Episode 104: THE GATHERING is hands down my favorite episode so far this season. It is all about survival. No sex. No gratuitous nudity – maybe Angus. No flirting – maybe a little. No wanton looks – maybe one or two. I loved it!
Claire (Caitriona Balfe) schemes to escape, outwits her shadows, and shows her sympathetic side. Jamie (Sam Heughan) drops his puppy-dog glances at Claire in an obvious effort to take control of his emotions. He displays the serious and gallant side of his character. I melted more than a few times during Episode 103: THE WAY OUT, but my heart pounded during his scene at the Gathering even though I knew the outcome.
REVISION: You see, this is why I love it when people take the time to leave me a comment. In my initial review for this episode regarding Producer Matt Roberts’ script in the series, I wrote
“If I wasn’t sitting down right now, I’d give him a standing ovation. I loved everything about this script, but to keep my review honest – I must admit I did not care for Claire’s line, “There’s no place like love. There’s no place like love.” Otherwise, I thought it was perfection!”
A thoughtful reader reviewed my review and pointed out the timing of The Wizard of Oz release; therefore, I’d like to revise my previous review with this . . .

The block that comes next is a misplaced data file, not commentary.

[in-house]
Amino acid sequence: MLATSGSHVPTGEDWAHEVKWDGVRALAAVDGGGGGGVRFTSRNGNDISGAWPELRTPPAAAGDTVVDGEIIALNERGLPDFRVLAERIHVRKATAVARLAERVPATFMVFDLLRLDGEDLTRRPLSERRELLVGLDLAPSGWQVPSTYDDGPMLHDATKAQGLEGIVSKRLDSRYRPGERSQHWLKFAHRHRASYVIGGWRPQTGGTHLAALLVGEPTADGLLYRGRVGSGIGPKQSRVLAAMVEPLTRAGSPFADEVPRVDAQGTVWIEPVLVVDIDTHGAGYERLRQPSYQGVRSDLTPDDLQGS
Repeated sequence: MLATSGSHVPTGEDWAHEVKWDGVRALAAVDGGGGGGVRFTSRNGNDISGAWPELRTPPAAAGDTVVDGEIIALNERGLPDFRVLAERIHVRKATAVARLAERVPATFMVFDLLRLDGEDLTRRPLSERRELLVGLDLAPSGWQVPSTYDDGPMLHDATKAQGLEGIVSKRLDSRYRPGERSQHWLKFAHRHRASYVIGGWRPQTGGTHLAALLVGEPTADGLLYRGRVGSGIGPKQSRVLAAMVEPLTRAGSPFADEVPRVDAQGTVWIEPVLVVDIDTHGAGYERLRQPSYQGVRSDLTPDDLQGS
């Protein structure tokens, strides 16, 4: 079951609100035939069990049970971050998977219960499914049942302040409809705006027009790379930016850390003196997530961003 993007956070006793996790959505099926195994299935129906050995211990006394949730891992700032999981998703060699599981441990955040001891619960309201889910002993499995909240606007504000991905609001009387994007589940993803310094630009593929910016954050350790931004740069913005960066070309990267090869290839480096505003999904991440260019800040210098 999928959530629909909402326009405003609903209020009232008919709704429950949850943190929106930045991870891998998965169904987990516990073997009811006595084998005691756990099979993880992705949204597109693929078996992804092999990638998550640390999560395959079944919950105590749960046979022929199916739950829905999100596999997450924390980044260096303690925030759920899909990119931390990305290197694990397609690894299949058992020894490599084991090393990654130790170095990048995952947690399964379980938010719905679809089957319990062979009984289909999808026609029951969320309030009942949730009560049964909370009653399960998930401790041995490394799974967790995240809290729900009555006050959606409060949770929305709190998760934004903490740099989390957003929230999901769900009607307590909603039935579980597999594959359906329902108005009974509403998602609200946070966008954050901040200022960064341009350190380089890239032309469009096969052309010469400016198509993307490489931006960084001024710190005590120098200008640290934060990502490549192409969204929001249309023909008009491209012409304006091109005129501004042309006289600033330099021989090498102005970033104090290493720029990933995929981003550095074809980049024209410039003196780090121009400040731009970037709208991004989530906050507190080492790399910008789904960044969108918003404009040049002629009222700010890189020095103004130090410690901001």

The Wizard of Oz premiered on August 25th, 1939 – only days before Hitler’s invasion of Poland on September 1st, leading to the outbreak of World War II.
In my mind, I imagine Frank taking Claire to see it, or perhaps Claire dragging Frank to the theater. It’s a wonderful scene, epitomizing youth and innocence before the world entered the darkness of World War II. The movie is a classic in our time, but to Claire, the line “There’s no place like home. There’s no place like home” is something fresh and germane to her situation. This puts an entirely different spin on Claire and Laoghaire’s scene – for me. I realize now why Matt Roberts borrowed the line, and it makes perfect sense.
No, I did not miss the comparison of Dorothy to Claire, or the analogous colorization techniques applied to Outlander. I simply goofed.
Now I must add, I wish we could have had a flashback scene of Claire and Frank watching The Wizard of Oz if for no other reason to see them young and in love – before the war, before the world changed them, before they lost their innocence.
Costume Designer Terry Dresbach posted several new sketches and photographs of the stunning costumes in this episode, including those for a certain author making her cameo appearance, Geillis’ ivory Arisaid, the MacKenzie pin, Claire’s lovely plaid, and of course – Ron D. Moore’s dapper outfit. There are loads of costume goodies on her site. Be sure to dash over there. Personally, I’d love to get my hands on one of the gowns pictured below, especially the one in the middle.
Per protocol, here’s my SPOILER alert. Proceed at will.
THE GATHERING bursts onto screen with drama, suspense, action, and Outlander author, Diana Gabaldon, in her cameo appearance as Iona MacTavish. We start out in the woods with a man in a watch tower, and I am immediately reminded of M. Night Shyamalan’s The Village. Claire is being chased – hopefully not by “Those we don’t speak of.”